SALT LAKE CITY — A COVID-19 vaccine will be arriving in Utah soon, possibly by mid-December, according to Utah’s two largest medical providers.
Physicians and administrators from Intermountain Healthcare and University of Utah Health talked about how the vaccine will be distributed Thursday morning.
Front-line health care workers at five major hospitals will be vaccinated first. Those hospitals are University of Utah Hospital and LDS Hospital in Salt Lake City, Intermountain Healthcare’s Medical Center in Murray, Utah Valley Regional in Provo and Dixie Regional in St. George.
Doctors, nurses and specialists like anesthesiologists who treat COVID-19 patients will get the first shots as will hospital housekeepers which make up one of the groups hardest hit by COVID-19.
A steady and increasing supply is expected, and all health care workers in the state will get vaccines soon.
There will be several phases of vaccine distribution, going to residents in long-term care facilities, essential workers and other groups first.
The general public should have access to the vaccines by July.
No one will be required to be vaccinated, but the hope is most will understand the benefits and take advantage of the vaccines.
The two leading vaccines, made by Pfizer and Moderna, have already gone through the initial rounds of clinical trials.
Next week they will be reviewed again by a panel of independent scientists and physicians.
“And that group consists of outside vaccine experts with no political or financial ties who have evaluated dozens of vaccines before,” said Dr. Andrew Pavia, Chief of Pediatric Infectious Disease at U. of U. Health.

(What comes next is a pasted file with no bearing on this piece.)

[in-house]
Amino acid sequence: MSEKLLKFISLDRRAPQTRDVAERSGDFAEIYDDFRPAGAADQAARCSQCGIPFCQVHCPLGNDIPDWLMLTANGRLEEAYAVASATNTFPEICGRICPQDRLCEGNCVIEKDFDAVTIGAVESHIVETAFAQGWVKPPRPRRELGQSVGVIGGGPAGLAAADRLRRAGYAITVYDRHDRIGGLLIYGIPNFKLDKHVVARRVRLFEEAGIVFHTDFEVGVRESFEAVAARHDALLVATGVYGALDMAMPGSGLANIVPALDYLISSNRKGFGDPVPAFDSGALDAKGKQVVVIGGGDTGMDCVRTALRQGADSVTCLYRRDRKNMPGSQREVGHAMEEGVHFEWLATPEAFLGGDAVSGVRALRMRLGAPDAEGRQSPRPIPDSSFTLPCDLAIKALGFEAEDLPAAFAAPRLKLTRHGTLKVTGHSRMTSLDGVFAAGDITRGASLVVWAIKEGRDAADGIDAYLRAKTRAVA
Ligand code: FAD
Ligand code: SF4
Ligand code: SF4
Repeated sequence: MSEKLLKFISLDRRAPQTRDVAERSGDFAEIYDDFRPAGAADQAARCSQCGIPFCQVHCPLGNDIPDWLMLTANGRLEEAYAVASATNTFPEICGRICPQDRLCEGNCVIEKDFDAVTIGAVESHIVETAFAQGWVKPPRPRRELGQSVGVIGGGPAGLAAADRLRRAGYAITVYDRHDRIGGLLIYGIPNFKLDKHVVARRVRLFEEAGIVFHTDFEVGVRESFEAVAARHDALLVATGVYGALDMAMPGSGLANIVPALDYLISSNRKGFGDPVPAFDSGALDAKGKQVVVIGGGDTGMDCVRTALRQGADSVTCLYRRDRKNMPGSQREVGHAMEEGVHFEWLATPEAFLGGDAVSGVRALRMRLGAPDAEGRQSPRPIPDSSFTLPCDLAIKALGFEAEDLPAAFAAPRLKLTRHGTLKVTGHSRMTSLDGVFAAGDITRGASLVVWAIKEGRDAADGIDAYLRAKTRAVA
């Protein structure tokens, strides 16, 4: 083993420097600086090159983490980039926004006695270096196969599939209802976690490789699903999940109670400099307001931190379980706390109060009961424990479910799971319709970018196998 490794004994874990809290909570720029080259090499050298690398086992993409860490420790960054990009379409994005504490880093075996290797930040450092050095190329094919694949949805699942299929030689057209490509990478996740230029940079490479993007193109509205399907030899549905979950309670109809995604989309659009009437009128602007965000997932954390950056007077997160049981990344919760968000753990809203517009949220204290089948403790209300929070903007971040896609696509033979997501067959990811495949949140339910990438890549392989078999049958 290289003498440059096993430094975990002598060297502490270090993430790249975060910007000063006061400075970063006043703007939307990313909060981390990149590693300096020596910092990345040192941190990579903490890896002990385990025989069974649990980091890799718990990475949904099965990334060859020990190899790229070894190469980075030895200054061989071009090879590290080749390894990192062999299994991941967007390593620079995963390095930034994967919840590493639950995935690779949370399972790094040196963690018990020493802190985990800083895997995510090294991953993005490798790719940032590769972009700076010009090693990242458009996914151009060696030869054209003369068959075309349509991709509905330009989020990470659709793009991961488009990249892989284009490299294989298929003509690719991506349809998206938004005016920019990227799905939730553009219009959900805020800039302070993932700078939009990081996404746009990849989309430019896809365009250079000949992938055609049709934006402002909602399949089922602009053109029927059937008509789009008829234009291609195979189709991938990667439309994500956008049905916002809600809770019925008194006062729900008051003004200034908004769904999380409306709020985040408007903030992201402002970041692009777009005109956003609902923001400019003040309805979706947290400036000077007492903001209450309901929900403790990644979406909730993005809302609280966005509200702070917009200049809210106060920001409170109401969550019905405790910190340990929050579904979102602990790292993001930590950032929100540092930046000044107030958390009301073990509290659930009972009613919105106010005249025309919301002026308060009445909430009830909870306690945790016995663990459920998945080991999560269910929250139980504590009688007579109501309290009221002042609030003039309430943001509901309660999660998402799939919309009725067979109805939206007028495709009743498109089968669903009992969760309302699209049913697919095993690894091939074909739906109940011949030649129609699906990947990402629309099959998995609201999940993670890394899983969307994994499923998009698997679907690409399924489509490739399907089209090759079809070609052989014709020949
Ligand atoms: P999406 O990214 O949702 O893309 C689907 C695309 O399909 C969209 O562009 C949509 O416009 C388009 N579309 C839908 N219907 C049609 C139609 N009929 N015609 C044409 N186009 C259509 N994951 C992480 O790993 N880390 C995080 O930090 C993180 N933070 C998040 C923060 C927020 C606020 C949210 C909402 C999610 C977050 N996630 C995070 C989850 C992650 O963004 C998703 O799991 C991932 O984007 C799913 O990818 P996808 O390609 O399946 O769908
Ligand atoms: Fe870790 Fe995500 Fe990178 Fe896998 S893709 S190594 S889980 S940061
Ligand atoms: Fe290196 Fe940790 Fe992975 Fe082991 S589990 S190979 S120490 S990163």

They will then determine whether or not the vaccines are ready for emergency use.
So far, just about everyone involved in the process appears to be very cautiously optimistic. If things keep trending in this positive direction, medical professionals say it will change the game significantly in terms of stopping the spread of the coronavirus.
“COVID-19 will kill about one out of every 150 people who get it, one out of 150,” Dr. Pavia said. “What we don’t know about the vaccine yet is if it might have side effects affecting one out of a half million people. So I think we can already say the benefits of preventing the disease are going to outweigh the risks of the vaccine.”
There will be side effects for some people who receive the vaccination, but early indications are that they’ll be mild.
“People reporting headaches, muscle aches, fever, most of which is pretty mild,” Dr. Pavia said. “A few people are needing to take Tylenol if they have uncomfortable symptoms.”
Dr. Pavia added that experts will learn as they go because it’s a new vaccine and doctors don’t have years of experience with it.
The current vaccines will require two vaccinations and possibly a booster. Future vaccines will most likely require a single dose.